The company that hosted President Donald Trump for an indoor rally on Sunday was fined $3,000.
“During the event, a compliance officer observed six violations of the directives and the City’s Business Operations Division has issued a Business License Notice of Violation to Xtreme Manufacturing and assessed a penalty of $3,000,” a spokeswoman for the city of Henderson said in a statement to news outlets.
The rally violated requirements on mask-wearing, social distancing, and crowd size.
Xtreme Manufacturing has 30 days to pay the fine or file papers disputing it, the spokeswoman said.
Don Ahern, owner and chairman of the company, said in a prepared statement at a press conference Monday: “I am also a proud American, and believe that it is my patriotic duty to do what is right for our country, and what is right is supporting our great President, Donald J. Trump.”
“The decisions we make and actions we take are always with specific goals in mind. My goal was to continue the great American traditions of the right to assemble, and to free speech, which is no different than the thousands that are allowed to assemble at gaming tables, mask-less pool parties, and protests across the state. I hope that we can come to an end of this activity now that our President has come and gone,” he added.
Ahern said he understood that agencies and cities have jobs to do. He said, “they are possibly being directed, but we respect everyone’s position in this situation.”
Ahern declined to answer additional questions, citing pending litigation.
Several thousand people attended the rally.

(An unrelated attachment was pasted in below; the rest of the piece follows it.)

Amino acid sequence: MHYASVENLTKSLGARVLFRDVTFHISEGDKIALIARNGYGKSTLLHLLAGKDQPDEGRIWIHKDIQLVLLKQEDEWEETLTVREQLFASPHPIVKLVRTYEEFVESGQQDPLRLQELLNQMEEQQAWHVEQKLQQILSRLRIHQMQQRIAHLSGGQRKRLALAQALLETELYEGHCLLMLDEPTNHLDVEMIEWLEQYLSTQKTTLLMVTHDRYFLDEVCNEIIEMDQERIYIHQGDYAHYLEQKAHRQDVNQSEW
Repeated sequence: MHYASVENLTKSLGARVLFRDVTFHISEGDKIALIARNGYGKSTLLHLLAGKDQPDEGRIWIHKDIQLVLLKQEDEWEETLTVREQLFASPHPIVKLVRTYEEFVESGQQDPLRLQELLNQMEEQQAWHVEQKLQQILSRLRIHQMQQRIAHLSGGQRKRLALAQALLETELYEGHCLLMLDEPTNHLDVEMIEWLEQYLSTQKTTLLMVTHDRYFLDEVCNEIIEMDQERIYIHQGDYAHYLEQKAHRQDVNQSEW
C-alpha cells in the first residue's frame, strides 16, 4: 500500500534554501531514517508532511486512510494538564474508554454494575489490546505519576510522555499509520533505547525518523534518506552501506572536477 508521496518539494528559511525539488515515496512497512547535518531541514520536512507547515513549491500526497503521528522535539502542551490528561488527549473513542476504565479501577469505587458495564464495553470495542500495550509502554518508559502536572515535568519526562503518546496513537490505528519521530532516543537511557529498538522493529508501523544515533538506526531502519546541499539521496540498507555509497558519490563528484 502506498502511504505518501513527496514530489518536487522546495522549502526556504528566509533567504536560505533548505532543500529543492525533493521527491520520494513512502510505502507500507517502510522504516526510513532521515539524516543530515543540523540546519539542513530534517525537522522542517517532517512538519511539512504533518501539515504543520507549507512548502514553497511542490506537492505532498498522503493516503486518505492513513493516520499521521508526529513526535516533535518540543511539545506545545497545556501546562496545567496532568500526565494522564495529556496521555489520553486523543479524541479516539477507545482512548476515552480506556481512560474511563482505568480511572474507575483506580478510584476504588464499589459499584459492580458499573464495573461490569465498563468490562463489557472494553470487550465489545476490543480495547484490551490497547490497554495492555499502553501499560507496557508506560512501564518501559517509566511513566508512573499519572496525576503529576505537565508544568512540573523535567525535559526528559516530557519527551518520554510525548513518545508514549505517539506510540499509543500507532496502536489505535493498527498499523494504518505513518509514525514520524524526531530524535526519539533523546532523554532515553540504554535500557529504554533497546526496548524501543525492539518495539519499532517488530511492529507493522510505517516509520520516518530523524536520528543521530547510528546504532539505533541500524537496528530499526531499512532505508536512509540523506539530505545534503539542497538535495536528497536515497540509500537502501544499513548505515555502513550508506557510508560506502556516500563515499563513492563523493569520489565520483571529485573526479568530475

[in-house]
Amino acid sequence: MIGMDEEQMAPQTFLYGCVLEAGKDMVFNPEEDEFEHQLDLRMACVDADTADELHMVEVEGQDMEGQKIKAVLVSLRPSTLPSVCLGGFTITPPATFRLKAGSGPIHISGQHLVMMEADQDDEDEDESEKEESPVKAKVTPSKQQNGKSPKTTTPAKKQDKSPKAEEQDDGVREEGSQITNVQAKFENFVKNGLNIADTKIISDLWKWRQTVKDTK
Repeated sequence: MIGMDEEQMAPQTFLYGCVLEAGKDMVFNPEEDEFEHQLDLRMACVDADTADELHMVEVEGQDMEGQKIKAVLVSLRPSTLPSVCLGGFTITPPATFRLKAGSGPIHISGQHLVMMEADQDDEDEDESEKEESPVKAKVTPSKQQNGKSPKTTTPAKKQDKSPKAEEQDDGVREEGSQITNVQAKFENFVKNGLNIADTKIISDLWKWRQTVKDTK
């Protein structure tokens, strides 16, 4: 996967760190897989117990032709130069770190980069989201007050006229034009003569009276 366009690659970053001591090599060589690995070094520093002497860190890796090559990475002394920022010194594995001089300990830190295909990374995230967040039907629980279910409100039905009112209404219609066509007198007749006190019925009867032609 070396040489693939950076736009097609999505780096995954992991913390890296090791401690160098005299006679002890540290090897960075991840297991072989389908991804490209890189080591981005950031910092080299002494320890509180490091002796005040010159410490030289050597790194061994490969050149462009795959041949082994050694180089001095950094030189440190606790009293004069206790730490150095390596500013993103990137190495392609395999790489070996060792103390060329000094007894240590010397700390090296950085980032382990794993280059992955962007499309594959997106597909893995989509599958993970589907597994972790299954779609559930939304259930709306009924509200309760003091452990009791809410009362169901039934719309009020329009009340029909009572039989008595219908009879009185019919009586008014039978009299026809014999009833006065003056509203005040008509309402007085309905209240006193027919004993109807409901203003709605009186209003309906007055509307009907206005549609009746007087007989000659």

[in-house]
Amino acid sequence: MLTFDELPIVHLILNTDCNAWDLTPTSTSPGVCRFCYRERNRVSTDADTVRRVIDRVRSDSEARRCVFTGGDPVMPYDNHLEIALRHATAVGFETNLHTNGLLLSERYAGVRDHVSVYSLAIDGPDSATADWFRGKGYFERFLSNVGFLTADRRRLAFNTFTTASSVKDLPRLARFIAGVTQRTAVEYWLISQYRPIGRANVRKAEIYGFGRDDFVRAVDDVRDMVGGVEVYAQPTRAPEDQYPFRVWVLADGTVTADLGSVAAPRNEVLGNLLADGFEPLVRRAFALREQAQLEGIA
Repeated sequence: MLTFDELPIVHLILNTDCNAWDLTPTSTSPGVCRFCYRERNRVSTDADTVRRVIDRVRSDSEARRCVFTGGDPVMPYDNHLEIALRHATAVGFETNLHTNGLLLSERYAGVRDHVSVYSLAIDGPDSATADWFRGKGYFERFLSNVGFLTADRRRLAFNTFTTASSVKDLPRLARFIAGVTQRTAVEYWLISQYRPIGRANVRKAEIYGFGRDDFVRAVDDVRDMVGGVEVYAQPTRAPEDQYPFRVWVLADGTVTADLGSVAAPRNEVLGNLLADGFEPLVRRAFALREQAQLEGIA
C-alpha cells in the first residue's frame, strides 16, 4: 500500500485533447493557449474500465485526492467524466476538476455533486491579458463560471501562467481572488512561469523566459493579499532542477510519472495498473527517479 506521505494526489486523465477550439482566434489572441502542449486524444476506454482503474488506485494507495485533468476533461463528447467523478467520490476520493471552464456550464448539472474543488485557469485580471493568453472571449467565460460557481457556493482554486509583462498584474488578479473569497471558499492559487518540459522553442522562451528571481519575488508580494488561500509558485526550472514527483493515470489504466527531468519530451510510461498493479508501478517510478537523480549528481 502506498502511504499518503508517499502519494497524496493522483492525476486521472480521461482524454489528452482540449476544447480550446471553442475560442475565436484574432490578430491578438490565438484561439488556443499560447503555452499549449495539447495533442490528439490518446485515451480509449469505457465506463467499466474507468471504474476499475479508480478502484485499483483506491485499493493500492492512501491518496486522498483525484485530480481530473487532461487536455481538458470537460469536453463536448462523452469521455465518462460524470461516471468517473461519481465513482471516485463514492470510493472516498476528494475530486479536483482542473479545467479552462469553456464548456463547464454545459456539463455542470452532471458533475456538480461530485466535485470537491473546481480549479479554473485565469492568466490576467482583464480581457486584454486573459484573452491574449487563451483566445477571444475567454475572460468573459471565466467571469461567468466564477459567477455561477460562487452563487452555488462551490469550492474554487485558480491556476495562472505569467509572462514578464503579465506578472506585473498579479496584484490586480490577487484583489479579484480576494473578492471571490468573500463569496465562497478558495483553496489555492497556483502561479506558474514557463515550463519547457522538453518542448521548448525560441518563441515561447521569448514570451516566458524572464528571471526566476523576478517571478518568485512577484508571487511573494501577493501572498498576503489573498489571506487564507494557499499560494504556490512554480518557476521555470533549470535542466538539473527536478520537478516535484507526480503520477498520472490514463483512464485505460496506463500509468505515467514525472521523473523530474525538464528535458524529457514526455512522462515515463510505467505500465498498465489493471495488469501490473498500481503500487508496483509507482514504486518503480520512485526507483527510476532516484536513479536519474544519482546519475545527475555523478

Trump’s campaign said rallygoers were checked for high temperatures before entering the venue. They were also given masks. Face covers were not required.
Current rules in Nevada ban any gathering larger than 50 people and require people at events to maintain at least six feet of distance and wear masks.
But, like in many states across the country, the rules have not been enforced during protests.
Michael Van, Ahern’s attorney, pointed out the inconsistency.
“It’s interesting that if it’s a demonstration, it’s OK. If it’s a rally, it’s not OK,” Van told the Associated Press. “There’s just inconsistent application of that declaration.”
Trump thanked Ahern during the rally before telling the crowd that his campaign had tabbed a number of outdoor sites as places to possibly hold the gathering. Then, Gov. Steve Sisolak, a Democrat, insisted Trump cancel the rally.
“Today, you’ll hear these phonys back there,” the president said, referring to reporters.
“Well, look at that. Now today you’re going to hear them. They’ll say, ‘Oh, it was in …’ Well, the reason it was, we had five sites, all outside sites, like last night. Tremendous room. And a great gentleman who owns this building said, ‘You know what? What they’re doing is really unfair. You can use my building, Don. I want to thank you, Don.'”
Sisolak took to Twitter to accuse the president of “taking reckless and selfish actions that are putting countless lives in danger here in Nevada.”
“Despite reports from his own White House, despite local officials in Southern & Northern Nevada reiterating to the venues the existing restrictions in State emergency directives, tonight, the President is knowingly packing thousands into an indoor venue to hold a political rally,” he said.
“The President appears to have forgotten that this country is still in the middle of a global pandemic.”
Ivan Pentchoukov contributed to this report.